Finding new, low-cost ways to make better metal alloys and composites is one of the holy grails of the materials research world. Scientists at the U.S. Department of Energy’s Pacific Northwest National Laboratory (PNNL) are finding a lot of success using solid phase processing approaches to create materials with improved properties. To understand what’s happening and why, they are peering all the way to the atomic level of the materials’ microstructures. One recent study was published this month in Communications Materials.
Throughout history, from the Bronze Age, to the Iron Age, to modern times, the art of the possible in metals production has largely been limited to processes in which the metal is first melted and then subjected to a number of energy-intensive steps to produce alloys and, ultimately, useful products. Melt-based processing approaches have been very successful, but they are limited in the kinds of metal alloys and composites that can be made and the properties that can be achieved.
In solid phase processing, metals are not melted but instead are subjected to a mechanical shear force. This mixes the metals to create alloys or composites, to locally modify the material properties, or to produce welds between two materials. Shear involves applying pressure while sliding metals or materials against one another. This creates friction—and thus heat—to combine and transform the materials.
This study focused on a lightweight aluminum silicon alloy widely used in the defense, aerospace, and automotive industries. The team used shear force to restructure the alloy at the nano-level. The distribution of the silicon was changed at the atomic level, making the microstructure much more robust than identical materials produced conventionally,” according to PNNL materials scientist Arun Devaraj.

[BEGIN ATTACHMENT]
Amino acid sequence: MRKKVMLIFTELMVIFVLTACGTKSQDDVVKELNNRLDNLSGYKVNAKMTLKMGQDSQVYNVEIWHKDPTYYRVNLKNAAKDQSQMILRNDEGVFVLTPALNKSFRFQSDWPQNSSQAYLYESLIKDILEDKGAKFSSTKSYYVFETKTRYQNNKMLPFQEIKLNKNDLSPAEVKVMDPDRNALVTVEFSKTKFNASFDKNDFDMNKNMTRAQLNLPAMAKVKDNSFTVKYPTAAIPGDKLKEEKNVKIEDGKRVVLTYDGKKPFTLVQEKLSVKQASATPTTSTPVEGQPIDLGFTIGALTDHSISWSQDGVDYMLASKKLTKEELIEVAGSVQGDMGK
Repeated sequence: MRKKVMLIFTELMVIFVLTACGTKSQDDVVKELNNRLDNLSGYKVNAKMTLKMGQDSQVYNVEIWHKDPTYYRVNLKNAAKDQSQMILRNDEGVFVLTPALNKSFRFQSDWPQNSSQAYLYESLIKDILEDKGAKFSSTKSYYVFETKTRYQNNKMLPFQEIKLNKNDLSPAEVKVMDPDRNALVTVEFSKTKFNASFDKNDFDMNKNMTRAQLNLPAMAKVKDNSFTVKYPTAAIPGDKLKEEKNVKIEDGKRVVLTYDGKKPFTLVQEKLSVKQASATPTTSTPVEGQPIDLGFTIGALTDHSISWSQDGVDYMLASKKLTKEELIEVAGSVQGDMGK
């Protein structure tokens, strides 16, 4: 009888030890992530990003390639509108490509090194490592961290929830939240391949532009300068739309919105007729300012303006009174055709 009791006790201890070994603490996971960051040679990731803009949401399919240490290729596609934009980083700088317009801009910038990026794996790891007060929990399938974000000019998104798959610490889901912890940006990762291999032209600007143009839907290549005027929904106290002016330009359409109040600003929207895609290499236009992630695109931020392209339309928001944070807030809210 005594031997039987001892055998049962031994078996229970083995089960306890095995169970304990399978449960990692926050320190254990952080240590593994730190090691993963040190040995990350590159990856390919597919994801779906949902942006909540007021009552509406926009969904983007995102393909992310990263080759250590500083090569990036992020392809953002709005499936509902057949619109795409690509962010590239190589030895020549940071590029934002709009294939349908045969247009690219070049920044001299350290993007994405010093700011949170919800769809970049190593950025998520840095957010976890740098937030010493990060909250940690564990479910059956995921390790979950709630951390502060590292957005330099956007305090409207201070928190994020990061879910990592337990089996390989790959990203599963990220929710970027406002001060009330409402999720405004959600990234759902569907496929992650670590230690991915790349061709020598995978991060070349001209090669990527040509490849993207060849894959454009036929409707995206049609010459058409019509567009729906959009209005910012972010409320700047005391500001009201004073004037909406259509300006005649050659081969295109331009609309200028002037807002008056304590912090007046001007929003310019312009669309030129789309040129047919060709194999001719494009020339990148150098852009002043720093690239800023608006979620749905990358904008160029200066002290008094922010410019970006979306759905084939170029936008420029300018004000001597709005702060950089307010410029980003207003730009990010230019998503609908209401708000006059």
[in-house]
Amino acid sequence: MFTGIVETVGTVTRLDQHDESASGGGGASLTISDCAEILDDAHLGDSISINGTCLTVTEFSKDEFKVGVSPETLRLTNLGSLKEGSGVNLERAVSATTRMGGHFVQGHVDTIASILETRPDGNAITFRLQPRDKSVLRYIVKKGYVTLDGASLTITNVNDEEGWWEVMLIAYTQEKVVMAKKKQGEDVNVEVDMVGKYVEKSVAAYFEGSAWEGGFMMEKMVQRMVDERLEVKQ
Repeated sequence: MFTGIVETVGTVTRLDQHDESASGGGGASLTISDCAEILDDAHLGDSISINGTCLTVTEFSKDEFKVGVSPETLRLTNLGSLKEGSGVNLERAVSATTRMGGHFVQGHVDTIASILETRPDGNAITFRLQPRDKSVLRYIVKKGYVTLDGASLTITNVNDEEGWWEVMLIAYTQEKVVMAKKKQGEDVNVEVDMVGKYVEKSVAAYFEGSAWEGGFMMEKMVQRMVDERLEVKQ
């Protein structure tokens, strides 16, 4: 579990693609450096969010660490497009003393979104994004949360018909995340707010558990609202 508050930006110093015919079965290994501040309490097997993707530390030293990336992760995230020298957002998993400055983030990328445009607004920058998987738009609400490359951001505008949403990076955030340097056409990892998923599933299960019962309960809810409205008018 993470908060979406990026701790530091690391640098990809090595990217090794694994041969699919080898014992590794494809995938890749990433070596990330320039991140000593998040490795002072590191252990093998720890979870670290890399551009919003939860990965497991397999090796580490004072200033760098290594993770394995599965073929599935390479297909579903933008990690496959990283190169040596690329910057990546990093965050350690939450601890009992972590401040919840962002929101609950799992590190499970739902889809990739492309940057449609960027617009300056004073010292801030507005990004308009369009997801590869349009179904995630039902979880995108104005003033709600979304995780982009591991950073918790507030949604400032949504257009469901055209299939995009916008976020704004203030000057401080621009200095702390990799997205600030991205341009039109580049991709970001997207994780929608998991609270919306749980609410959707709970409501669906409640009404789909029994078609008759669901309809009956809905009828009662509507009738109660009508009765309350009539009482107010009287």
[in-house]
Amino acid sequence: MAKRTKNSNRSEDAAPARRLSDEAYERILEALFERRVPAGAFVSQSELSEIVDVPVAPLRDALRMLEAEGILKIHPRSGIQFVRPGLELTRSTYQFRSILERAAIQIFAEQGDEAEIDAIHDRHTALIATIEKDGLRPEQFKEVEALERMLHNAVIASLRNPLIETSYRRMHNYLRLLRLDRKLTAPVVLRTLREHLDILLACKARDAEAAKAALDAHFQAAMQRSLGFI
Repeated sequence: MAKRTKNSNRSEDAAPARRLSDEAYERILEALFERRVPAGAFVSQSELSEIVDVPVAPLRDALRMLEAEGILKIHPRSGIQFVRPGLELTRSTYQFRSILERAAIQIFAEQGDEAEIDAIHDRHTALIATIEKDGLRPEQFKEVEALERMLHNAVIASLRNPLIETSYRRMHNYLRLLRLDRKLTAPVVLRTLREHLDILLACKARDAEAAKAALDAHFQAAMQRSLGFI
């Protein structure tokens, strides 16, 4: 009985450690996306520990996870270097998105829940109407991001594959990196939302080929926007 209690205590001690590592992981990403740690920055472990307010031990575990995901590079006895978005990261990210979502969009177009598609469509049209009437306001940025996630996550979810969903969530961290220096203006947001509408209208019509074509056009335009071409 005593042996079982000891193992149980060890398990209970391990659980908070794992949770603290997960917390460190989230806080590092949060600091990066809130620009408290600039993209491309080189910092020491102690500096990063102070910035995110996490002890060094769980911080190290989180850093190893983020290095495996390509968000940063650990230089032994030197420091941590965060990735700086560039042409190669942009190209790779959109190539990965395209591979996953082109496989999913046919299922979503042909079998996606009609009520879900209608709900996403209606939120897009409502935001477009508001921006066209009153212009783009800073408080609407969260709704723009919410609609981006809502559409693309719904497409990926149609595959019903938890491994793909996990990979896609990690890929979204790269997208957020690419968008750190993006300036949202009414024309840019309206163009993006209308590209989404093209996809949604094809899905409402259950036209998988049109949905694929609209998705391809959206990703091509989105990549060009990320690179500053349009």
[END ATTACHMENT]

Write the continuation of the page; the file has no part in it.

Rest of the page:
“We analyzed how shear force introduces a hierarchical nanostructure,” said Devaraj. “Compression tests showed that the nanostructure created with shear had almost double the strength compared to the microstructure of the same alloy formed by casting.” Devaraj and his team created micropillars out of the cast alloy before and after shear and measured the amount of force needed to compress each group.
In the marriage of an aluminum-silicon alloy, aluminum is the soft, sensitive one. Silicon is brittle and hard, with a tendency to break. Before the experiment, the cast alloy silicon particles were small—about 10 microns on average—and distributed in and between the much larger aluminum grains.
Using atom probe tomography and electron microscopy at EMSL—the Environmental Molecular Sciences Laboratory, a DOE Office of Science User Facility at PNNL—the team observed how the shear force changes the alloy’s microstructure. The silicon particles fractured into smaller and smaller pieces until they were almost dissolved into the aluminum. The aluminum grains became much smaller. Both the aluminum and silicon phases displayed increased intermixing as a result of shear deformation.
Understanding the influence of extreme shear deformation on a metal alloy’s microstructure is crucial for optimizing novel solid phase materials processing methods. It’s also useful knowledge for the field of tribology, which deals with the interactions between two surfaces in relative motion with each other, such as ball bearings and other pieces of equipment used in transportation.
PNNL’s Solid Phase Processing Science Initiative, a laboratory investment, funded this research as part of its efforts to advance the fundamental understanding of solid phase materials synthesis pathways and to enable the manufacture of next-generation materials and components that could make a difference in multiple industries, including aerospace, transportation, energy, and metals recycling.
Additional PNNL authors of the paper are Bharat Gwalani, Matthew Olszta, Lei Li, Ayoub Soulami, Elizabeth Kautz, Aashish Rohatgi, Peter V. Sushko, Suveen Mathaudhu, Cynthia A. Powell. Other authors include Soumya Varma and Siddhartha Pathak of the University of Reno Nevada.